The Government is still hankering after peculiar British measurements, and suggesting we should reject EU metric rules. Jacob Rees-Mogg wrote in a twitter,
“If you go through the Dartford Tunnel…we’ve got very funny numbers, and this is all because of an EU regulation.”
Imperial or metric?
The numbers are the distance from the tunnel portal, in case of fire, which are written in yards. They occur every 25m along the tunnel. He gives this as an example of regulations that need to be abolished under the benefit of Brexit. Is he against the safety regulation about exit from tunnels, or the metres? He seems to want to retain British sovereign rights to yards, and reject metres as being under the EU.
The government is now moving on this, as a consultation has been issued by the Department of Business, with a closing time of 11:00pm 26 August.
Tendentious from the start
The consultation paper pompously states in the first sentence, “The UK has a long and proud history of using imperial measures and their use is closely associated with our culture and language” and gives examples of measuring miles per gallon for vehicles, babies in ounces, and buying milk or beer in pints.
The second paragraph begins, “Now we have left the EU, the UK can take back control of its measurement system and take decisions in the best interests of British businesses and consumers.”
Loud echoes of Brexit
The language of “take back control” echoes the Leave campaign. The Government announced the decision in September 2021 to review the ban on imperial measurements and set up a task force. This body has just recommended that domestic traders be allowed to label in imperial only, without the EU requirement to also list the metric equivalent.
The Department of Business has issued a questionnaire for people to submit their views:
“This consultation will explore the appetite of businesses and consumers to buy and sell in imperial units. In recognition that there will be people in the UK who have no experience of imperial measurements, the consultation also explores whether there should be a requirement for the equivalent metric measurement to appear alongside the imperial measurement where imperial units are used.”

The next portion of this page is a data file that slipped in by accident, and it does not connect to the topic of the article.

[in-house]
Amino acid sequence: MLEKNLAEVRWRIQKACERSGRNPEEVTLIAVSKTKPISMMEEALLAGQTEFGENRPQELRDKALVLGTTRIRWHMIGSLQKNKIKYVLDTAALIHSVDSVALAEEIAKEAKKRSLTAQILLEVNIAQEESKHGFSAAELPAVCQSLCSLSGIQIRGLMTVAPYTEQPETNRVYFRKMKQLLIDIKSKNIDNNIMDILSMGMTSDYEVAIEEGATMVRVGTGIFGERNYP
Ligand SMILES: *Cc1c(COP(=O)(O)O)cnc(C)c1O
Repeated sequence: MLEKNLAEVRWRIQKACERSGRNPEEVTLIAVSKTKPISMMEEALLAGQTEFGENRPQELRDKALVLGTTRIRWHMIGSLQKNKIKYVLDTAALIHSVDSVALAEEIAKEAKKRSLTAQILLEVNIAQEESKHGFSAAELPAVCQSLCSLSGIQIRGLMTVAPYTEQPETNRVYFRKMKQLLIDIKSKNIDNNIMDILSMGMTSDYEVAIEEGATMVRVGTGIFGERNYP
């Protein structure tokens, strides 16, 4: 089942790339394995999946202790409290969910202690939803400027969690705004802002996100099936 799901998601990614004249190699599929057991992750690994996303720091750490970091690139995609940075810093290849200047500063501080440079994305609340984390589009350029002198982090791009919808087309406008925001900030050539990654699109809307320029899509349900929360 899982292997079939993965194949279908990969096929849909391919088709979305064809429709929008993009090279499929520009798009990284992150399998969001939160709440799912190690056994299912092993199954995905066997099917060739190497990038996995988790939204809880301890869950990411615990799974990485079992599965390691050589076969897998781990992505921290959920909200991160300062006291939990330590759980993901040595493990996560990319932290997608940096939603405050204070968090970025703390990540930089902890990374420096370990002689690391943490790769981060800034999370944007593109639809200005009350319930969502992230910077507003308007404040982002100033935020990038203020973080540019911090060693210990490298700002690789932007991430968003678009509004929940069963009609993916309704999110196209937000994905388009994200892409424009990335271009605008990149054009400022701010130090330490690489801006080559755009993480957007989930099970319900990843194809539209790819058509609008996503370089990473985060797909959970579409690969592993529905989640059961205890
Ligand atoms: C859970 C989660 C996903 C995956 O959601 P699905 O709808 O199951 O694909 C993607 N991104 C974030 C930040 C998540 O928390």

The questionnaire is infuriating to fill in as the questions are loaded towards imperial and there is no option to state one’s preference for metric only.
Allowing two measurement standards to be used concurrently causes costly confusion. David Reid has just given us a local example of the old ‘rumour,’
“that the reason for the long delay on completing Dungeness ‘B’ was due to scaling up from Architects’ imperial inches measured blueprints to Construction engineers’ metric dimensions – using 2.54cms to the inch…the steel cauldron thing didn’t fit in the concrete container ‘hole’.”
Another such rumour of measurement confusion – even more costly – was that the mirror of the Hubble telescope, launched in 1990, was distorted due to the mismatch of imperial and metric blueprints. This had to be corrected by intense research for a remedy, and then the making of special cameras with corrective lenses, and then an extra space expedition to install these on the orbiting telescope.
Any previous experience?
One of the questions in the questionnaire asks if the respondent had experienced the use of imperial only. Any readers who went to school in the UK before 1974 (when the curriculum changed to use metric only) will recall those infuriating arithmetic questions:
If a cake recipe needs six ounces of sugar, how many pounds of sugar will you need to buy to make three cakes and how much sugar will you have left over?
We spent hours learning how to calculate in twelves (for dozens and needed also for shillings) in eights (for pints to gallons) in 14s (pounds to stones) in 16s (for ounces to pounds) in threes (for feet to yards). Metric, with a base of 10, is so much simpler. Why on earth would anyone, except blinded by Brexiteer patriotism, want to return to their 14 times table?
The report says that the labelling of imperial only is for domestic trade. But this presumably creates extra costs for any manufacturer selling both into the domestic and the EU market. It is not only a matter of different labels but also of different size containers and of different measuring equipment in the factory. Then the trading inspectors too have to be dual equipped. Hasn’t the government got better things to spend money on than following through on Rees-Moggs’ patriotic whims?
If you feel strongly, there is a petition you can sign.
Also read the article by Peter Burke who is the Chair of the UK Metric Association.
The UKMA’s Secretary, Ronnie Cohen, has recently posted a related article on the Association’s Metric Views website.